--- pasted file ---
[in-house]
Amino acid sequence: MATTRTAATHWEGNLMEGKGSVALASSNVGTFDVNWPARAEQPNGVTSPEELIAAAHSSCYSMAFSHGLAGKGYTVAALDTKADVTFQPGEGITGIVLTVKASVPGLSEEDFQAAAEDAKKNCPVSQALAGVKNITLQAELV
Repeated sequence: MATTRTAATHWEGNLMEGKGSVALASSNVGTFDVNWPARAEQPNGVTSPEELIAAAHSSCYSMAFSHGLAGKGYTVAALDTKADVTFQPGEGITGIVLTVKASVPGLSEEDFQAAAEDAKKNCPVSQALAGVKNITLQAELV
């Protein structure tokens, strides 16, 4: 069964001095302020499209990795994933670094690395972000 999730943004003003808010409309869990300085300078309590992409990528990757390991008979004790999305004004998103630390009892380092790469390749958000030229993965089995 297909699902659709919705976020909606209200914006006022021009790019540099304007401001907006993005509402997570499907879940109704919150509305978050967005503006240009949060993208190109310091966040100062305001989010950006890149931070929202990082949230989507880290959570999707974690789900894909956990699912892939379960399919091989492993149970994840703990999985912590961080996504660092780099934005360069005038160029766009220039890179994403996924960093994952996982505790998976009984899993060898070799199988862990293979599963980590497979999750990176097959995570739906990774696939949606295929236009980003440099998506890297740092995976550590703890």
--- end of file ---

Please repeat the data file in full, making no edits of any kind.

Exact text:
[in-house]
Amino acid sequence: MATTRTAATHWEGNLMEGKGSVALASSNVGTFDVNWPARAEQPNGVTSPEELIAAAHSSCYSMAFSHGLAGKGYTVAALDTKADVTFQPGEGITGIVLTVKASVPGLSEEDFQAAAEDAKKNCPVSQALAGVKNITLQAELV
Repeated sequence: MATTRTAATHWEGNLMEGKGSVALASSNVGTFDVNWPARAEQPNGVTSPEELIAAAHSSCYSMAFSHGLAGKGYTVAALDTKADVTFQPGEGITGIVLTVKASVPGLSEEDFQAAAEDAKKNCPVSQALAGVKNITLQAELV
């Protein structure tokens, strides 16, 4: 069964001095302020499209990795994933670094690395972000 999730943004003003808010409309869990300085300078309590992409990528990757390991008979004790999305004004998103630390009892380092790469390749958000030229993965089995 297909699902659709919705976020909606209200914006006022021009790019540099304007401001907006993005509402997570499907879940109704919150509305978050967005503006240009949060993208190109310091966040100062305001989010950006890149931070929202990082949230989507880290959570999707974690789900894909956990699912892939379960399919091989492993149970994840703990999985912590961080996504660092780099934005360069005038160029766009220039890179994403996924960093994952996982505790998976009984899993060898070799199988862990293979599963980590497979999750990176097959995570739906990774696939949606295929236009980003440099998506890297740092995976550590703890």